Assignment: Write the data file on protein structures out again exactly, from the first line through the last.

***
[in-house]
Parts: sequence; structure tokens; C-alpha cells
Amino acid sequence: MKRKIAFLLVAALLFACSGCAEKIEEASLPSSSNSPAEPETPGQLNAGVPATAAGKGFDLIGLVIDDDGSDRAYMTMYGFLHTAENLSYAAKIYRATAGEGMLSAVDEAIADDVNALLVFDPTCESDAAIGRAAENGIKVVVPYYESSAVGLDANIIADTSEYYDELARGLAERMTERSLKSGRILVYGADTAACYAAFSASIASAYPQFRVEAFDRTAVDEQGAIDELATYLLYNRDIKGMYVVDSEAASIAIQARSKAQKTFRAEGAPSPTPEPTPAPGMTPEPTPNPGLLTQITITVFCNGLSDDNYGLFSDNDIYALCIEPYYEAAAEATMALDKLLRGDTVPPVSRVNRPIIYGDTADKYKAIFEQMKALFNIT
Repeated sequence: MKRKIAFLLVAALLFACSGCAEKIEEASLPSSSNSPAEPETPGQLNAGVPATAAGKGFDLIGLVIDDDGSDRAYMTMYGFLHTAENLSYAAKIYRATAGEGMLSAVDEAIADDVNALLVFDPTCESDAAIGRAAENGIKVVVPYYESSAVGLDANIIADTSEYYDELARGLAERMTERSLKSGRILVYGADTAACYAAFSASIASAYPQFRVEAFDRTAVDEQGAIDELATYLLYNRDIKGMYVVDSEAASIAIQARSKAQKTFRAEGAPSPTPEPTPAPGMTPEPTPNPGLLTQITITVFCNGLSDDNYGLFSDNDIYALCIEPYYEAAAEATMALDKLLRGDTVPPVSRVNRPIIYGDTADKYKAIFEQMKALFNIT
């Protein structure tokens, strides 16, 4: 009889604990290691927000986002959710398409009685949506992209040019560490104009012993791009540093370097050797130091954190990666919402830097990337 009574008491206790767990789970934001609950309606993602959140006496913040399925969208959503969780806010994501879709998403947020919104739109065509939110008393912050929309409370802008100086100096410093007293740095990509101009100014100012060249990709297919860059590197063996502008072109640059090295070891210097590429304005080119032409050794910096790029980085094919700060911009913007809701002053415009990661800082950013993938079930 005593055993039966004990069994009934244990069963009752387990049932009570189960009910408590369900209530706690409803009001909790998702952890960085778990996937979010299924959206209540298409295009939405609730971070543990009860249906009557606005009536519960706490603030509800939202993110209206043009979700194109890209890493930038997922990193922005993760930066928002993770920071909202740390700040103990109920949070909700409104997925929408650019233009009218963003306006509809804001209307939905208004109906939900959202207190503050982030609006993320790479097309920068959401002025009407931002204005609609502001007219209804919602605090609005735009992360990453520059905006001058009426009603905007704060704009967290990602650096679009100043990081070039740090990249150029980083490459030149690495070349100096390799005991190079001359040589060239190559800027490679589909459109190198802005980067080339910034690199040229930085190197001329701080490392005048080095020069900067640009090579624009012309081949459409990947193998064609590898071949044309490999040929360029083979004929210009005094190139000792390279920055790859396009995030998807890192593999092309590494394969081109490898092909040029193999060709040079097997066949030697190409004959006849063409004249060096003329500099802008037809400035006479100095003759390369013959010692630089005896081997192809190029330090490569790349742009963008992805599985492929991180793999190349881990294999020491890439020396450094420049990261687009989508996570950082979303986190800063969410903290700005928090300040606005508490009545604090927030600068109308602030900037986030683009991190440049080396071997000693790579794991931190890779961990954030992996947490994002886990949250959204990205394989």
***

[in-house]
Parts: sequence; structure tokens; C-alpha cells
Amino acid sequence: MKRKIAFLLVAALLFACSGCAEKIEEASLPSSSNSPAEPETPGQLNAGVPATAAGKGFDLIGLVIDDDGSDRAYMTMYGFLHTAENLSYAAKIYRATAGEGMLSAVDEAIADDVNALLVFDPTCESDAAIGRAAENGIKVVVPYYESSAVGLDANIIADTSEYYDELARGLAERMTERSLKSGRILVYGADTAACYAAFSASIASAYPQFRVEAFDRTAVDEQGAIDELATYLLYNRDIKGMYVVDSEAASIAIQARSKAQKTFRAEGAPSPTPEPTPAPGMTPEPTPNPGLLTQITITVFCNGLSDDNYGLFSDNDIYALCIEPYYEAAAEATMALDKLLRGDTVPPVSRVNRPIIYGDTADKYKAIFEQMKALFNIT
Repeated sequence: MKRKIAFLLVAALLFACSGCAEKIEEASLPSSSNSPAEPETPGQLNAGVPATAAGKGFDLIGLVIDDDGSDRAYMTMYGFLHTAENLSYAAKIYRATAGEGMLSAVDEAIADDVNALLVFDPTCESDAAIGRAAENGIKVVVPYYESSAVGLDANIIADTSEYYDELARGLAERMTERSLKSGRILVYGADTAACYAAFSASIASAYPQFRVEAFDRTAVDEQGAIDELATYLLYNRDIKGMYVVDSEAASIAIQARSKAQKTFRAEGAPSPTPEPTPAPGMTPEPTPNPGLLTQITITVFCNGLSDDNYGLFSDNDIYALCIEPYYEAAAEATMALDKLLRGDTVPPVSRVNRPIIYGDTADKYKAIFEQMKALFNIT
């Protein structure tokens, strides 16, 4: 009889604990290691927000986002959710398409009685949506992209040019560490104009012993791009540093370097050797130091954190990666919402830097990337 009574008491206790767990789970934001609950309606993602959140006496913040399925969208959503969780806010994501879709998403947020919104739109065509939110008393912050929309409370802008100086100096410093007293740095990509101009100014100012060249990709297919860059590197063996502008072109640059090295070891210097590429304005080119032409050794910096790029980085094919700060911009913007809701002053415009990661800082950013993938079930 005593055993039966004990069994009934244990069963009752387990049932009570189960009910408590369900209530706690409803009001909790998702952890960085778990996937979010299924959206209540298409295009939405609730971070543990009860249906009557606005009536519960706490603030509800939202993110209206043009979700194109890209890493930038997922990193922005993760930066928002993770920071909202740390700040103990109920949070909700409104997925929408650019233009009218963003306006509809804001209307939905208004109906939900959202207190503050982030609006993320790479097309920068959401002025009407931002204005609609502001007219209804919602605090609005735009992360990453520059905006001058009426009603905007704060704009967290990602650096679009100043990081070039740090990249150029980083490459030149690495070349100096390799005991190079001359040589060239190559800027490679589909459109190198802005980067080339910034690199040229930085190197001329701080490392005048080095020069900067640009090579624009012309081949459409990947193998064609590898071949044309490999040929360029083979004929210009005094190139000792390279920055790859396009995030998807890192593999092309590494394969081109490898092909040029193999060709040079097997066949030697190409004959006849063409004249060096003329500099802008037809400035006479100095003759390369013959010692630089005896081997192809190029330090490569790349742009963008992805599985492929991180793999190349881990294999020491890439020396450094420049990261687009989508996570950082979303986190800063969410903290700005928090300040606005508490009545604090927030600068109308602030900037986030683009991190440049080396071997000693790579794991931190890779961990954030992996947490994002886990949250959204990205394989």